Identifying Genes Underlying Human Inherited Disease
Published Online: 19 APR 2010
Copyright © 2001 John Wiley & Sons, Ltd. All rights reserved.
How to Cite
Stein, C. M. 2010. Identifying Genes Underlying Human Inherited Disease. eLS.
- Published Online: 19 APR 2010
The field of genetic epidemiology seeks to identify the genetic risk factors underlying human disease. First, one must assess whether the trait has an underlying genetic influence; this is done by estimating familial relative risk and conducting segregation analysis. In order to discover genes influencing human disease, both family- and population-based studies are designed, and linkage and association methods are used to analyse the relationship between the trait(s) of interest and genetic markers. A variety of approaches to both linkage and association analysis exist, each having strengths and weaknesses for differing situations. In general, linkage analysis is more powerful for detecting rare genes, whereas association analysis is more powerful for detecting common allelic effects that might be weaker. In addition, when studying complex traits, other issues must be considered, including interactions with other genes and the environment, parent-of-origin effects, as well as the effect of structural variants.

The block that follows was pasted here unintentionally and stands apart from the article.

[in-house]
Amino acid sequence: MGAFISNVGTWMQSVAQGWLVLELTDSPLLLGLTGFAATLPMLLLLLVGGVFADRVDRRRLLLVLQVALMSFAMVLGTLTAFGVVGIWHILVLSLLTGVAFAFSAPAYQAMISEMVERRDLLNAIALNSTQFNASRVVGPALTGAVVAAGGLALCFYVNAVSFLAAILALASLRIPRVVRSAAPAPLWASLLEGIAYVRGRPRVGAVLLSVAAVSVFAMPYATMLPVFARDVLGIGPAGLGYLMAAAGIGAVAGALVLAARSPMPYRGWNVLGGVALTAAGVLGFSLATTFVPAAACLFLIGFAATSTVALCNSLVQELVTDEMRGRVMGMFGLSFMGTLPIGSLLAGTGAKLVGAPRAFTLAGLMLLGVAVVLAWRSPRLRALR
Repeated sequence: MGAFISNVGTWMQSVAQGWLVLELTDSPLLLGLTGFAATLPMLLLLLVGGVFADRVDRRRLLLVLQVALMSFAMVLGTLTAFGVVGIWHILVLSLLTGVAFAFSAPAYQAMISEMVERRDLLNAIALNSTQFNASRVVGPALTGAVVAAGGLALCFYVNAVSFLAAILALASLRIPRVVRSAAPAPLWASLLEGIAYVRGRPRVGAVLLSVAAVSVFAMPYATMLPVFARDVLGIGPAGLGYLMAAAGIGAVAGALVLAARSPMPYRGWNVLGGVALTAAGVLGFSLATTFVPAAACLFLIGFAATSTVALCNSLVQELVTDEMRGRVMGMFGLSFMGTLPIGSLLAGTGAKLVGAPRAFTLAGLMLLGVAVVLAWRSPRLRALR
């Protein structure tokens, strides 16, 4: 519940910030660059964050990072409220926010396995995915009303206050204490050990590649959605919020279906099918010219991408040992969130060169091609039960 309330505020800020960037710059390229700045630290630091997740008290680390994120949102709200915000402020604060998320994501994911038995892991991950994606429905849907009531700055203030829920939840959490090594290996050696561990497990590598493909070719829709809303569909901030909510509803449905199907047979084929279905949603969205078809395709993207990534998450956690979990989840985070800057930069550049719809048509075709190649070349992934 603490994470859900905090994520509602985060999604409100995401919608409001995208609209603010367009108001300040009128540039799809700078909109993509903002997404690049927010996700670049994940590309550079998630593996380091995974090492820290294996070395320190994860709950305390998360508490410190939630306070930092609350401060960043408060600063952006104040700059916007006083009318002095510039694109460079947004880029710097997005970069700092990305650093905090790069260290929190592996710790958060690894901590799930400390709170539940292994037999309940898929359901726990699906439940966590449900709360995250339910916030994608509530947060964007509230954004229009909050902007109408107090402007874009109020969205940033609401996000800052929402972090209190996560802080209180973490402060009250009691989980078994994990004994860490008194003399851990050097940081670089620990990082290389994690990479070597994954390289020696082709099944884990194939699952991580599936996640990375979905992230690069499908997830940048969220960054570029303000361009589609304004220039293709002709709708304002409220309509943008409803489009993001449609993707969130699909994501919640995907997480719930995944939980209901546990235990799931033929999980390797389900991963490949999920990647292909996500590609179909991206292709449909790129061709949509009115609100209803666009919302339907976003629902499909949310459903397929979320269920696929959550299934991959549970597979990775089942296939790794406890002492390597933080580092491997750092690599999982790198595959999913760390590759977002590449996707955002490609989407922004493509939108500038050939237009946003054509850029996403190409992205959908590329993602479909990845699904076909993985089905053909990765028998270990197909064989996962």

Genetic epidemiologists design both family- and population-based studies to find genes influencing disease risk.
Before conducting a gene mapping study, one must first ascertain whether the trait is influenced by genetic effects.
Linkage and association analysis are two complementary methods used to analyse the relationship between trait(s) and genetic markers.
The approach used (linkage versus association) depends on the study design, and these approaches depend on the genetic parameters (rare versus common, large versus small effects).
Other factors – gene–gene interaction, gene–environment interaction, existence of structural variants and parent-of-origin effects – further complicate the search for disease genes.
- gene mapping;
- linkage analysis;
- genetic association analysis;
- complex traits;
- genetic epidemiology;
- multifactorial diseases